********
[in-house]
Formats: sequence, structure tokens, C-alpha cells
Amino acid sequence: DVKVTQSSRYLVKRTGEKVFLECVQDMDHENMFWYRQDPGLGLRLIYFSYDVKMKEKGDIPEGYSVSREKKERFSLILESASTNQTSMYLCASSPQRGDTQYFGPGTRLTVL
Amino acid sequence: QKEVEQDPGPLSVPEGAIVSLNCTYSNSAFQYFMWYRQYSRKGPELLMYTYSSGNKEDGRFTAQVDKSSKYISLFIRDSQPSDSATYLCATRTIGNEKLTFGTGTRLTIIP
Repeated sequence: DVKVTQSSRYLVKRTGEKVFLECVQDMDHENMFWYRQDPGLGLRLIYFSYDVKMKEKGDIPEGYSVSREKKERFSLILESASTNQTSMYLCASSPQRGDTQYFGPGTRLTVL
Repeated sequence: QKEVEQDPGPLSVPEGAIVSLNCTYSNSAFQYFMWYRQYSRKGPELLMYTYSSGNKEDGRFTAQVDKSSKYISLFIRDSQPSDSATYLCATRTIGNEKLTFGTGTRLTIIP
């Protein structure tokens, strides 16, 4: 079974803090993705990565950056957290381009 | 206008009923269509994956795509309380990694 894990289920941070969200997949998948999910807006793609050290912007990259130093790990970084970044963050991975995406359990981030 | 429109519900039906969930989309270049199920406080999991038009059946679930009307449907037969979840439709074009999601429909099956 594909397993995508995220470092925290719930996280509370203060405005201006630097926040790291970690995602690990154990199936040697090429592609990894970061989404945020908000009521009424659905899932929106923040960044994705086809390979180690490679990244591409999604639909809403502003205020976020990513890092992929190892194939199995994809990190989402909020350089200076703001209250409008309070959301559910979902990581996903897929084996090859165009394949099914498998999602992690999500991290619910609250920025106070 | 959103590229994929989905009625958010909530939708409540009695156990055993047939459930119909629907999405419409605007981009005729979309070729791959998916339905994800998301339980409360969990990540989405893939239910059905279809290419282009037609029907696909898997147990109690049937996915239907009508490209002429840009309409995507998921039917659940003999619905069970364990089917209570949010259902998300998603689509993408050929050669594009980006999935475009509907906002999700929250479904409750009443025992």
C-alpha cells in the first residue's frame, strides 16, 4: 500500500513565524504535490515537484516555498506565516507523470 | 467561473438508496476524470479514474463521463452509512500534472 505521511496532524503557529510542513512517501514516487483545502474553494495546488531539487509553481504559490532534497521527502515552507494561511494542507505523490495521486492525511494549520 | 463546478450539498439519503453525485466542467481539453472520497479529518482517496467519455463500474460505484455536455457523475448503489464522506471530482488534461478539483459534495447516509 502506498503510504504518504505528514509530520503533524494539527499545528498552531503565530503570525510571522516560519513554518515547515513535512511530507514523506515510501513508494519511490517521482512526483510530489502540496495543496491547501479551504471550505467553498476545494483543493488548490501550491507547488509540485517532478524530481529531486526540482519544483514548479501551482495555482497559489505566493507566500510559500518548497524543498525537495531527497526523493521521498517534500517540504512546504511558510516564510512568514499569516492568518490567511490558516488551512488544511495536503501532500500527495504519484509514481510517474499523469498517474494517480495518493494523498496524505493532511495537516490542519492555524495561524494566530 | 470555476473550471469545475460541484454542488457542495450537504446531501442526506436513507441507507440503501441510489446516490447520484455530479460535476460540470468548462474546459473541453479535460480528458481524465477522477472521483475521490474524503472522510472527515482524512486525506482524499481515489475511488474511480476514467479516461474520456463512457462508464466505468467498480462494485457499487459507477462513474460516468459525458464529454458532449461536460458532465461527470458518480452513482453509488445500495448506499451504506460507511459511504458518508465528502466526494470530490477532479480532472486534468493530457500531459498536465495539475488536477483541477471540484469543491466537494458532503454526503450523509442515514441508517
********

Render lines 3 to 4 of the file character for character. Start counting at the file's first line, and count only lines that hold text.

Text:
Amino acid sequence: DVKVTQSSRYLVKRTGEKVFLECVQDMDHENMFWYRQDPGLGLRLIYFSYDVKMKEKGDIPEGYSVSREKKERFSLILESASTNQTSMYLCASSPQRGDTQYFGPGTRLTVL
Amino acid sequence: QKEVEQDPGPLSVPEGAIVSLNCTYSNSAFQYFMWYRQYSRKGPELLMYTYSSGNKEDGRFTAQVDKSSKYISLFIRDSQPSDSATYLCATRTIGNEKLTFGTGTRLTIIP